Changes between Version 28 and Version 29 of UserApp/Proba-V


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Timestamp:
Dec 12, 2011, 1:09:50 PM (8 years ago)
Author:
Iliyankatsarski
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  • UserApp/Proba-V

    v28 v29  
    460460|OIP Space Systems
    461461|}
     462= Proba II =
     463
     464Proba V mission is based on [http://www.rtems.org/wiki/index.php/ESA_Proba_2 Proba II], here you will find a little bit of information about Proba 2
     465== PROBA 2 Mission Summary ==
     466
     467Following on from the success of PROBA-1, which successfully completed its technological goals in its first
     468year of flight and continues to provide valuable scientific data now into its fifth operational year,
     469PROBA-2, now in phase C/D and due for launch in September 2007, will once again fly a suite of new
     470technology demonstrators with an ‘added value’ science package of four experiments. Altogether there are
     471seventeen new developments being flown on Proba-2, divided into two groups: platform technologies which
     472are part of the infrastructure and are mission critical and passenger technologies to gain flight heritage and
     473experience before committing them to the infrastructure of other missions. Of the four Science experiments, two
     474are dedicated to solar physics. The two other will study the space weather (plasma physics)
     475The paper will provide an overview of the PROBA-2 mission and spacecraft along with a description of the
     476scientific payload and technology experiments
     477
     478{| align="center"
     479|[wiki:File:Proba-2-in-orbit-rear-view.jpg 400px]
     480|}
     481== 1.1. Mission objectives ==
     482
     483The PROBA 2 mission objectives, as deduced from the ESA requirements, can be summarized as follows:
     484 *   PROBA 2 will be a platform to demonstrate and validate new, advanced technologies in order to promote their usage in future missions,
     485 *   As such, PROBA 2 shall accommodate a number of selected technology experiments,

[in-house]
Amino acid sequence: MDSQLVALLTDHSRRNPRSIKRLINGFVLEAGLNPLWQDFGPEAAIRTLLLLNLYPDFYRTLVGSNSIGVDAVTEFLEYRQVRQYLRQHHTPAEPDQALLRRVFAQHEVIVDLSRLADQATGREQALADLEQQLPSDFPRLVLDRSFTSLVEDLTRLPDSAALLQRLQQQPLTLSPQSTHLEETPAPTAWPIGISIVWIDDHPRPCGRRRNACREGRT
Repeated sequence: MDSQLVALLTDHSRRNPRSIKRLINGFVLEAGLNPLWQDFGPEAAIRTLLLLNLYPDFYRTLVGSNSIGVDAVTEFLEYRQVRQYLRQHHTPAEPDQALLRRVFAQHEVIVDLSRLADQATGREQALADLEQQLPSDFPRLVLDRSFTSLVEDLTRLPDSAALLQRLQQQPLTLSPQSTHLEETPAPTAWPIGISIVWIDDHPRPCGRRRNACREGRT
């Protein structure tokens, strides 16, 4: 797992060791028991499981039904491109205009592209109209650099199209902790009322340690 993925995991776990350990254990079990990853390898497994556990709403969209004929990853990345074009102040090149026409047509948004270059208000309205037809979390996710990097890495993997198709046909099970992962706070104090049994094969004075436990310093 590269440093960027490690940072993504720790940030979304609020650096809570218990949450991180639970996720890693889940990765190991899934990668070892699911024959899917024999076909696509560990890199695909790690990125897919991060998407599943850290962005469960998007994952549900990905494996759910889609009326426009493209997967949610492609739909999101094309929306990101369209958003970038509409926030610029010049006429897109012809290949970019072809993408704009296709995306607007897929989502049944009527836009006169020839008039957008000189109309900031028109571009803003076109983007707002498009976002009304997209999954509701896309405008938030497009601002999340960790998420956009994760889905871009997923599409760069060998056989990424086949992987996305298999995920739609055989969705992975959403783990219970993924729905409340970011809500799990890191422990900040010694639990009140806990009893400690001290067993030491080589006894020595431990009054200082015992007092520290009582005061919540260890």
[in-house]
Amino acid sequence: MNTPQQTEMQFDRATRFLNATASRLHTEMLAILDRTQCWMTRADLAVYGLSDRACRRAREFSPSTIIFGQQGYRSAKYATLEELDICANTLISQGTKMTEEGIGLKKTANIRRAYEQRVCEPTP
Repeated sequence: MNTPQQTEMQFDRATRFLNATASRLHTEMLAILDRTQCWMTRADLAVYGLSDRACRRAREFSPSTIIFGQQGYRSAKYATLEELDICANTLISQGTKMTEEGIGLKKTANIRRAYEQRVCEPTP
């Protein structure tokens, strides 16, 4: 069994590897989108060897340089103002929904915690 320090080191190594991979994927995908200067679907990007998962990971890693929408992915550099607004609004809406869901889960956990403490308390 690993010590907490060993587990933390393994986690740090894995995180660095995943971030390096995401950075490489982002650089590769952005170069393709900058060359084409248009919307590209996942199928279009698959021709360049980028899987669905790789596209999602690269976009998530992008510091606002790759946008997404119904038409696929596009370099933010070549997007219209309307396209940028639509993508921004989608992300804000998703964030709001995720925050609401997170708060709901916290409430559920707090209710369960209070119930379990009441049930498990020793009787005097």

486 *   PROBA 2 shall furthermore accommodate a series of scientific payloads, in the fields of space environment (plasma) and solar observations;
     487 *   The PROBA 2 system shall be designed to support an in-orbit operational lifetime of 2 years;
     488 *   The PROBA 2 orbit shall be preferably a LEO Sun-synchronous orbit with minimized eclipse time;
     489 *   PROBA 2 shall have a high degree of spacecraft autonomy and ground support automation.
     490== 1.2. Launch and orbit ==
     491
     492PROBA 2 is planned to be launched from Plesetsk, Russia, in September 2007, on a Rockot launcher.
     493PROBA 2 will be a secondary-passenger of the launch of the SMOS (ESA) spacecraft. It will be directly
     494injected in a Sun-synchronous LEO orbit, with an altitude between 700-800 km (baseline 728km) and
     495with the LTAN at 6:00 AM +/- 15 minutes. The orbit injection accuracy provided by the launcher is sufficient
     496to guarantee that the LTAN will remain within 6:00 AM +/- 45 minutes without the use of onboard propulsion.
     497The orbital period is approximately 100 minutes. The targeted orbit is eclipse-free for 9 months per year,
     498thus making the orbit well suited for the solar observing instruments. Maximum eclipse duration during the
     499eclipse season is less than 20 minutes. Since the orbit remains acceptable for the solar
     500observations during the complete mission lifetime, propulsion is not needed to support the mission.
     501However, as is documented below, a propulsion system is accommodated onboard PROBA 2 as a technology
     502demonstration.
     503== PROBA II Space Segment description ==
     504
     505Like Proba V, PROBA 2 has a weight of less than 130 kg which is 30kg lighter than Proba V and belongs to the class of
     506the mini-satellites . Its structure is built using aluminum and CFRP honeycomb panels. Triple junction Gallium Arsenide solar cells,
     507body mounted on 1 panel and mounted on 2 deployable panels, provide the power to the spacecraft and a Li-Ion
     508battery is used for energy storage. A battery-regulated, centrally switched 28V bus distributes the power to the
     509units and the instruments. A high performance computer, based on the LEON processor provides the
     510computing power to the platform and for instrument data processing. It accommodates the memory for
     511house-keeping data storage as well as a mass memory for the payload image data. The telecommunications